A body-positive bartender who is recovering from an eating disorder has opened up about how customers’ treatment of her has changed since she began gaining weight, sharing a heartbreaking video in which she is seen sobbing while sharing her experiences.
Cassidy Lane, 28, from Iowa, took to TikTok to respond to another user’s question about ‘pretty privilege’, explaining that she has a unique perspective on it as someone who ‘had pretty privilege and is now fat’.
‘So I work in the service industry right, I’m a bartender,’ she began her clip. ‘And if you are unaware, the way you look influences it a lot. Whether that’s tips or how people treat you… it just does.’
The bartender went on to share how her ‘whole life changed’ when she began recovering from her eating disorder, saying: ‘When I tell you that my whole life changed when I started getting help for my eating disorder which resulted in weight gain after the pandemic…’
Heartbreaking: An Iowa bartender has gone viral after tearfully revealing how differently her customers treat her since she gained weight while recovering from an eating disorder
Upset: Cassidy Lane, 28, took to TikTok to share her experiences, revealing that once-friendly customers – ‘especially men’ – ‘are not nice’ to her anymore
Breaking down in tears, Cassidy detailed the ways in which customers’ behavior towards her began to change in light of her weight gain, revealing that once-friendly interactions became cold and unkind, while admitting that some people – ‘especially men’ – don’t even look her straight in the eye.
‘I really didn’t expect this to make me cry but, people don’t even look you in the eye anymore, they’re not nice to you, especially men,’ a tearful Cassidy relayed.
‘Like I would walk up and say, “Hey, how’s it going, how are you?” and I used to get, “I’m doing really great honey, how are you?”‘
‘Now it’s a little more [blunt],’ she added, while acting out the kind of terse conversation she now has with people while working behind the bar.
Cassidy confessed that her changing interactions with customers have made her feel ‘hopeless’ and have made her question whether she will ever reach a place when she isn’t judged solely on her appearance.
‘It just makes you feel hopeless, like am I ever going to be worth more than my looks?’ she shared.
Body-positive: The bartender has been documenting her health journey on social media for months, revealing how her life has changed – largely for the better – since she started recovery
Eye-opening: In January, Cassidy shared a video about her eating disorder, admitting that she was ‘starving’ and ‘hated herself’ when she was thin
Candid: She admitted that she was ‘so unhappy’ when she was struggling with her eating disorder, despite her outward appearance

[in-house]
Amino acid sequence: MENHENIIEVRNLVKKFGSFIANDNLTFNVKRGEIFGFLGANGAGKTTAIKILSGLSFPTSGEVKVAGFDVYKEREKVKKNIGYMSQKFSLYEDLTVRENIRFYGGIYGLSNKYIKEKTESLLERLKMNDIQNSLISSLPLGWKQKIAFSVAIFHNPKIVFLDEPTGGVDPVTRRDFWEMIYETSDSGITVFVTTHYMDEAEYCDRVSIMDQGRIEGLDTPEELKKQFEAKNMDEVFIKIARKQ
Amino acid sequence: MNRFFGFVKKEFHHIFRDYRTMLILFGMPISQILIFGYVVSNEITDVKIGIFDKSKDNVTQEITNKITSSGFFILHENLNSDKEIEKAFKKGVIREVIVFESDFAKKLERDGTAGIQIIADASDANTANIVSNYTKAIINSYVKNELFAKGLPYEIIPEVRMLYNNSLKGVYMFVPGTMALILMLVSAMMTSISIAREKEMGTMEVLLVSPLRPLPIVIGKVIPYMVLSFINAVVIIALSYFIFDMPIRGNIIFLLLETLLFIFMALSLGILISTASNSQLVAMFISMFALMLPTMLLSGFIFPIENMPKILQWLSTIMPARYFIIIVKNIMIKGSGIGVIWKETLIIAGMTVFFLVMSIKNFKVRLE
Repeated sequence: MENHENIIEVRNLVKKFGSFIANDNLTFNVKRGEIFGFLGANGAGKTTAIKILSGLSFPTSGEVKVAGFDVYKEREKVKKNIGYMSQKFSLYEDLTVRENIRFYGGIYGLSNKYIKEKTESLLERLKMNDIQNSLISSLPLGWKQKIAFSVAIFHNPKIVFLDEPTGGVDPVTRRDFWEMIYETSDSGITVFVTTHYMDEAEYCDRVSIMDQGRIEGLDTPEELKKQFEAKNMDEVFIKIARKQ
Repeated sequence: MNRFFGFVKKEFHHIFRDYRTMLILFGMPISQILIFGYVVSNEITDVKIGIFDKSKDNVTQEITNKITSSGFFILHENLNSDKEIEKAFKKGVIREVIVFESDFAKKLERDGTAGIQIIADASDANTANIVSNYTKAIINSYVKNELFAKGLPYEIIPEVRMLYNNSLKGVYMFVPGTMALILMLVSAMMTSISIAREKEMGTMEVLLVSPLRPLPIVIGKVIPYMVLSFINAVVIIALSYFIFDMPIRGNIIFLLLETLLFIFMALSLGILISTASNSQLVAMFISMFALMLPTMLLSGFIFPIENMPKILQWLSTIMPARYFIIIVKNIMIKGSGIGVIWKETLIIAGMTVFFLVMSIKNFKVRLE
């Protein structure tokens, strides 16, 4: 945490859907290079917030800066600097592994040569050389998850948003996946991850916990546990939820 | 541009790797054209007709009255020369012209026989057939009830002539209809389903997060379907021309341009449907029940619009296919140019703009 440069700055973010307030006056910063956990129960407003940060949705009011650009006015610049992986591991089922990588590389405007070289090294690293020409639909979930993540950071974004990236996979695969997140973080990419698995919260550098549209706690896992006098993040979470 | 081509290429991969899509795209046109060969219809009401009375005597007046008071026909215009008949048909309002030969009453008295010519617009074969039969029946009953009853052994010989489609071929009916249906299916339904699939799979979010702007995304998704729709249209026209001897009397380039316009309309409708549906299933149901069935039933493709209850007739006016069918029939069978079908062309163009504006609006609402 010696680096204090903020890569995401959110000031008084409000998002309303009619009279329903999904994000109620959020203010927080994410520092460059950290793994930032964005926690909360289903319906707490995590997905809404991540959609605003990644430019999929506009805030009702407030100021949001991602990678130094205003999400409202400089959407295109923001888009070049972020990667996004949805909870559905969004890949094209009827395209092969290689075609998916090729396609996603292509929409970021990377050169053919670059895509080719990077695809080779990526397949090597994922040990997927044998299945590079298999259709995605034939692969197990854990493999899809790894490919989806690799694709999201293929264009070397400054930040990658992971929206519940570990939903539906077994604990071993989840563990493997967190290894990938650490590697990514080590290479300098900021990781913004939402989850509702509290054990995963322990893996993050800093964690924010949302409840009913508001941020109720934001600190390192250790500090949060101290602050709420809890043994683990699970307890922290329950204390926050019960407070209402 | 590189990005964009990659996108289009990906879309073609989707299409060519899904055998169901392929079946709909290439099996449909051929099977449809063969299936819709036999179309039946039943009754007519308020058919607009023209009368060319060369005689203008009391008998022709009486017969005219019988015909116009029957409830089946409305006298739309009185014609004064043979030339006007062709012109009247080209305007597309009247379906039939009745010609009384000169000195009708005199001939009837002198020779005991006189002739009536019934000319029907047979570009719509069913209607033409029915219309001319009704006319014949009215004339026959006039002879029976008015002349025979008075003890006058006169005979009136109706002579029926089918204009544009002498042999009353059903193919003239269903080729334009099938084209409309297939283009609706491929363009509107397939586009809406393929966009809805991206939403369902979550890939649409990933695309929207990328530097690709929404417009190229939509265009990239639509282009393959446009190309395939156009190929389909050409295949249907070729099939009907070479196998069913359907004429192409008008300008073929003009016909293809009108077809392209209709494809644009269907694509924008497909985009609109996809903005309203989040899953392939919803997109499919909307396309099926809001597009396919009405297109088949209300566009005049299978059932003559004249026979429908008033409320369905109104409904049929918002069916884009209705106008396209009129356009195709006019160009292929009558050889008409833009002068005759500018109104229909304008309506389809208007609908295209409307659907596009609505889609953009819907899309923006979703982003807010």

Conscious of the fact that some people might disagree with her opinion, Cassidy pre-empted their criticism, saying: ‘For people saying that doesn’t actually happen, please raise your hand if you would like to willingly live as a fat person…
‘The fact that nobody raises their hand makes the point.’
Her video, which racked up more than 5.1 million views in a matter of days, was quickly flooded with comments from people who shared their own similar experiences, with one writing: ‘My weight has fluctuated all my life. I am 100% treated nicer when I weigh less.’
Someone else agreed, chiming in: ‘I’ve gained and lost weight so many times due to my [eating disorder] and people always treat me better when I was smaller.’
‘And skinny girls wonder why we need the body positivity movement,’ another person sad. ‘We aren’t treated as humans because of our weight.’
One viewer who works in retail said that she has not only experienced this kind of behavior in regards to weight, but also when it comes to makeup, commenting: ‘Girl I’ve worked in retail forever and just the days I’d go without makeup vs with I noticed such a difference in the way people treat me.’
Changes: Even though she has experienced negativity from her customers, Cassidy says she is so much happier and healthier since she started her eating disorder recovery
Looking forward: She insists that she ‘will never go back’ to the way she was before
Inspiration: Cassidy’s TikTok video inspired hundreds of people to open up about their own experiences with fat-shaming
Another confessed that they have faced fat-shaming discrimination from their own friends, writing: ‘100% this. My “friends” don’t want me in their pictures and when they introduce me to their other friends, I’m given a once over then ignored.’
Several people admitted to noticing a difference in the way they were treated after they gained weight during the pandemic, including on user who said that ‘people just treated her differently’ after she gained weight in quarantine.
‘It’s a cruel world,’ the TikToker added.
Despite her negative experiences at work, Cassidy has previously been very open about how her life has changed for the better since she began recovering from her eating disorder, posting an eye-opening video in January about how her mental health has improved over the past few months.
‘Being thin doesn’t guarantee happiness,’ she captioned the clip, in which she shared photos of herself when she was struggling with her eating disorder, as well as images of herself since she started recovery.
‘I was thin… but I hated myself,’ she explained in the video. ‘I was thin… but I was starving. I was thin… but I was so unhappy. I was thin… but I shut everyone out.
‘Now I’m fat and I love myself and I live life fully and I am healthy. Now I’m happy and I’ll never go back.’